Reduce jargon in communications

Is Jargon Sabotaging Your Communications?

Industry jargon can imbue communications with clarity and precision, particularly in scientific or technical fields such as medicine, for very specific audiences in very specific contexts such as journal publications or congresses. Complex and important concepts in these fields actually require their own language, otherwise simple words strung together will produce simplistic and even inaccurate explanations that may have life-or-death consequences. A good example is the International Classification of Diseases, or ICD, that provides a standard lexicon enabling our entire healthcare system to communicate, diagnose, treat, and gain reimbursement across an incredible array of human maladies.

Jargon is often used to “make lies sound truthful and murder respectable.”

Yet in his famous essay “Politics and the English Language,” George Orwell argued the opposite: that obscure and complex language like jargon is often used to “make lies sound truthful and murder respectable, and to give an appearance of solidity to pure wind.” In healthcare, we often find that doctors speak one language (hypertension), and patients speak another (high blood pressure).

So, which is it? Is jargon a blessing, a curse, or both? Let’s consider a few downsides to an over-reliance on jargon, and some ways to provide clarity while broadening your audience beyond a small group of experts.

Jargon Excludes Newbies & Outsiders

In this age of inclusion, jargon poses a barrier to entry to those not already in the ‘club.’ Like a secret handshake, it’s an outdated way to maintain the status quo by ensuring that members are ‘worthy’ or ‘smart’ enough to enjoy the benefits of understanding what the hell is going on. A recent article, “Reducing Jargon Will Make Financial Information More Accessible to All,” recommends the creation of “an agreed glossary for everyone in the financial capability sector to use, to help make messages around money clear and motivating.” Which is to say, ‘We all need to stop confusing our customers.’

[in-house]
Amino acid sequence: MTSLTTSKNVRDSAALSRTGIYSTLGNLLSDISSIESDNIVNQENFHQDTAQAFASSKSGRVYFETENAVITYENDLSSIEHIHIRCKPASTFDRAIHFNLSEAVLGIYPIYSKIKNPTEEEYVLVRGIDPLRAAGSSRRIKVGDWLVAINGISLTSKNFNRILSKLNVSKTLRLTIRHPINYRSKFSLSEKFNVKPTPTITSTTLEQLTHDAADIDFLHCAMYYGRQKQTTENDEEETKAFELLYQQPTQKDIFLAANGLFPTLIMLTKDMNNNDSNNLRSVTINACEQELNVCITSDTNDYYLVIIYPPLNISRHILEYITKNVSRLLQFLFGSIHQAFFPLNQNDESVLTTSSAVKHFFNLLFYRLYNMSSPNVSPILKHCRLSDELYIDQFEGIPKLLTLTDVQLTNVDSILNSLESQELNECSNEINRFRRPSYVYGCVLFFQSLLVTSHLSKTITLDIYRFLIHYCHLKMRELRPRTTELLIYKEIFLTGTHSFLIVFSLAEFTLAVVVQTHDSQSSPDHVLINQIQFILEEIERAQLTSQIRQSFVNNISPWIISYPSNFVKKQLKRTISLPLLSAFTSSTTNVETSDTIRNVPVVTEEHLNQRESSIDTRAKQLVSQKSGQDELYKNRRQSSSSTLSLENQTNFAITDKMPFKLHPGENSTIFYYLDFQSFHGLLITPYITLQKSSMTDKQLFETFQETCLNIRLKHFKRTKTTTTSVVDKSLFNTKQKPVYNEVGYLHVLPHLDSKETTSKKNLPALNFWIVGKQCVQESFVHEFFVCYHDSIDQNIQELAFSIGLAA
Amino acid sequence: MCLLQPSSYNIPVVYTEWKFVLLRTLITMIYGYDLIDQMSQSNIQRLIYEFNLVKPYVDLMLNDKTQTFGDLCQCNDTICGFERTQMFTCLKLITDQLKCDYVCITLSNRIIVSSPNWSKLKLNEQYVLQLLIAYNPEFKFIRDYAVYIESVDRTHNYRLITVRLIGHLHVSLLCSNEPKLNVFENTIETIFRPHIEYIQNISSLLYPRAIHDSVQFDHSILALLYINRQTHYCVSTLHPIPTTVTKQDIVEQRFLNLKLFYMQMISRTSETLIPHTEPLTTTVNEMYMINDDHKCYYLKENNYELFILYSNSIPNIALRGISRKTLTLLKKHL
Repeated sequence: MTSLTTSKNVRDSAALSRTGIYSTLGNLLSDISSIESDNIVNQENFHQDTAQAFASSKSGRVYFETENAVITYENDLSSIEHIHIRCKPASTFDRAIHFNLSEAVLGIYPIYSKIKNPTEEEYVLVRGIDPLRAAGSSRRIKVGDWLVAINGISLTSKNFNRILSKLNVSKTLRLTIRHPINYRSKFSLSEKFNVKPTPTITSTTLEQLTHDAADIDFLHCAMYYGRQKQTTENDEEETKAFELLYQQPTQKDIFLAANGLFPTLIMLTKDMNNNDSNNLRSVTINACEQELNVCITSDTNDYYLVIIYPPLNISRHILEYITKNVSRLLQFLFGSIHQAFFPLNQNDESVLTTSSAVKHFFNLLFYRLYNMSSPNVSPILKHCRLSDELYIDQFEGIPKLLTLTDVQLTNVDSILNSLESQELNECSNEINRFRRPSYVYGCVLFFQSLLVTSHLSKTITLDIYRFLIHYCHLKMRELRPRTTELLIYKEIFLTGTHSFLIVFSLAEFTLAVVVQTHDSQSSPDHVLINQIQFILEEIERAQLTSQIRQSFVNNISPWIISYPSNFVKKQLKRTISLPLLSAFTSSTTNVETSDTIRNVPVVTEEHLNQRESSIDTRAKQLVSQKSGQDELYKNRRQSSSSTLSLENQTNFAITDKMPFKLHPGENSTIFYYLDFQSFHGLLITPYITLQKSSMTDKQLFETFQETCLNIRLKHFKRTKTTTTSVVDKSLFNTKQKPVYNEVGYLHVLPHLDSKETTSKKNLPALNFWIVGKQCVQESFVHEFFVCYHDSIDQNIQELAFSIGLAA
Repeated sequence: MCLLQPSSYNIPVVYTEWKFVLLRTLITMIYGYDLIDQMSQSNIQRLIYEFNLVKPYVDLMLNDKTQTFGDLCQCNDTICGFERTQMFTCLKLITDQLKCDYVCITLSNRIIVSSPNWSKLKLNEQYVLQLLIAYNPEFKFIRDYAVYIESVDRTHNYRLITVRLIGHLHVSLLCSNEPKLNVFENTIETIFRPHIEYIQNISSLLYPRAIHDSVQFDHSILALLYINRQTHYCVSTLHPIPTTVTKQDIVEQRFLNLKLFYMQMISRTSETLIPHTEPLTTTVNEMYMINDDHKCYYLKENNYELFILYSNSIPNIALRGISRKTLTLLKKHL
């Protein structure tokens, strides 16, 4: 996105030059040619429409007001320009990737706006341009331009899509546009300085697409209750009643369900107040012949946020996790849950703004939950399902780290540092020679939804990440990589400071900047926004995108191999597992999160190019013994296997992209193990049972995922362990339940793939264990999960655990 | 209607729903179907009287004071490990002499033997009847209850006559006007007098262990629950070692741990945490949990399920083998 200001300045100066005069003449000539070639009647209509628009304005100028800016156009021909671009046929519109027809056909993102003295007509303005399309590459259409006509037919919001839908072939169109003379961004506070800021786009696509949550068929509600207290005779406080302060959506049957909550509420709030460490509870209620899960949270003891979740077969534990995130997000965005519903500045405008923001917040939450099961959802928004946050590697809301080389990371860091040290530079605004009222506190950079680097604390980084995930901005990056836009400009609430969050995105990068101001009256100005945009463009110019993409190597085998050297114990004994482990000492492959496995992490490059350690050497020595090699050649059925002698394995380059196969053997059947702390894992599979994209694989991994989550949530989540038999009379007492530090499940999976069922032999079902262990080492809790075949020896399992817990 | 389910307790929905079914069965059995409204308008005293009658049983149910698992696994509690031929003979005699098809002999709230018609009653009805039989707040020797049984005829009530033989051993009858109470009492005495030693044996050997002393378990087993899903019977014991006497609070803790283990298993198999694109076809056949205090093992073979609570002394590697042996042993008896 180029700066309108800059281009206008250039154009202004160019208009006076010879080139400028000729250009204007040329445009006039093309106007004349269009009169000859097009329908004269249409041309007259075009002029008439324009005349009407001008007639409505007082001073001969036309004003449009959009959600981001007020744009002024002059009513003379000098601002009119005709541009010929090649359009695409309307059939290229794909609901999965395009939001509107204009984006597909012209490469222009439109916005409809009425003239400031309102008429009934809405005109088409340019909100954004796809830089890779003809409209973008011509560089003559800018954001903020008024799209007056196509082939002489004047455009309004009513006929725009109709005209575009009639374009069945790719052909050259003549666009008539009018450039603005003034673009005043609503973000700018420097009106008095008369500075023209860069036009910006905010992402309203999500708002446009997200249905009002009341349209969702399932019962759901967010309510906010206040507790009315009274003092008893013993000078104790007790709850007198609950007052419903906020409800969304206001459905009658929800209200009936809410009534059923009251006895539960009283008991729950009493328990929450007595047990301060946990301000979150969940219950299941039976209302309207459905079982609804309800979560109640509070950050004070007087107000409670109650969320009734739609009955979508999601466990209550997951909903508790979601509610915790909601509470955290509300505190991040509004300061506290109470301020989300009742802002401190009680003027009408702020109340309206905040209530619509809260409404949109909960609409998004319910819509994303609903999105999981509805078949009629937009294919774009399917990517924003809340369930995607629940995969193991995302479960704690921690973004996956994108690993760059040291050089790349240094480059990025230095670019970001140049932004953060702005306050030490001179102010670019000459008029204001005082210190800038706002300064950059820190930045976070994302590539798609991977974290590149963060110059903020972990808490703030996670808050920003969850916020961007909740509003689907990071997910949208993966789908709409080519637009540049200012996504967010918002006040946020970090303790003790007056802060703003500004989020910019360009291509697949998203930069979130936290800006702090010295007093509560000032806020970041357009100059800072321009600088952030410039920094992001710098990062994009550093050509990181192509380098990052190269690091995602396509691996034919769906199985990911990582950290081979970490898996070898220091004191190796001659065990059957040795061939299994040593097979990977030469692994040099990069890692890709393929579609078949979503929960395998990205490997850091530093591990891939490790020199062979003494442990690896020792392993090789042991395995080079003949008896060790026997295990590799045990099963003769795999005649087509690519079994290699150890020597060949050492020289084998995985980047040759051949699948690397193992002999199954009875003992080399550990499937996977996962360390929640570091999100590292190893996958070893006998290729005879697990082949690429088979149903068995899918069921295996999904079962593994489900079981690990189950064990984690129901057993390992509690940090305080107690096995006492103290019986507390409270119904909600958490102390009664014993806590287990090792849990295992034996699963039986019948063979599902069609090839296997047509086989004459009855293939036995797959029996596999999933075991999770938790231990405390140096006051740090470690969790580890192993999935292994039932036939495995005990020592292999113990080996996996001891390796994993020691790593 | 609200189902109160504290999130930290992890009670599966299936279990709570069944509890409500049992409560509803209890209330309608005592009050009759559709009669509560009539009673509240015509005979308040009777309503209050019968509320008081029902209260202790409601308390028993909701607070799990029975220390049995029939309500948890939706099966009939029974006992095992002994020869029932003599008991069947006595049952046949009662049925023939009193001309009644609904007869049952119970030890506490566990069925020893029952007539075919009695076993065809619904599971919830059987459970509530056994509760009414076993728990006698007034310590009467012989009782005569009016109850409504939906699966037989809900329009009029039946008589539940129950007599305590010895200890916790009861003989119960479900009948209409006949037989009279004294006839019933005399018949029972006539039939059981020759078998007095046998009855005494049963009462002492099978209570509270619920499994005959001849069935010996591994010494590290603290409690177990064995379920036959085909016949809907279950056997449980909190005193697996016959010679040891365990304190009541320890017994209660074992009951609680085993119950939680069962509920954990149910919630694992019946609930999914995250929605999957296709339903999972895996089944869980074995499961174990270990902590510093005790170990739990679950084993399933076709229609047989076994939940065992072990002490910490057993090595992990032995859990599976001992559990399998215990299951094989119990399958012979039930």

Jargon Reduces Citations

Another relatively recent article, “Want Other Scientists to Cite You? Drop the Jargon,” reviewed the results of a study that found that “the most highly cited papers didn’t use any terms specific to [this particular area of] science in the title and kept jargon to less than 2% of the text in the abstract; jargon-heavy papers were cited far less often.” The journal editor who published the article went so far as to say, “I think this would be a universal finding,” yet it’s unlikely that scientists and science writers will abandon their current love and use of jargon so easily.

Jargon Costs Companies Money

Perhaps the most important reason to reduce jargon in communications is simply because it is costing your company money. The new book, Business Blather: Stop Using Words That Sound Good But Say Nothing! “targets companies who think their pretentious, jargon-filled communications are enlightening audiences, when the exact opposite is true.” The author cites a study by PRovoke Media that “estimates companies lose $37B annually to poor communications,” however the number is likely much higher when we consider the massive amounts of internal communications, marketing materials, corporate and scientific communications, and investor relations that overuse jargon when trying to inform or influence their most important stakeholders.

“If you can’t explain it simply, you don’t understand it well enough.”

Finally, Einstein said, “If you can’t explain it simply, you don’t understand it well enough.” So, here are some simple ways to soften the often-hard edge created by jargon:

  • Understand who is in your audience, and use words that the majority will understand
  • Explain any jargon-y terms in simple language when first used, like a just-in-time glossary of terms for your audience
  • Use pictures to explain concepts, processes, relationships, and other ideas that are usually communicated primarily through words that include jargon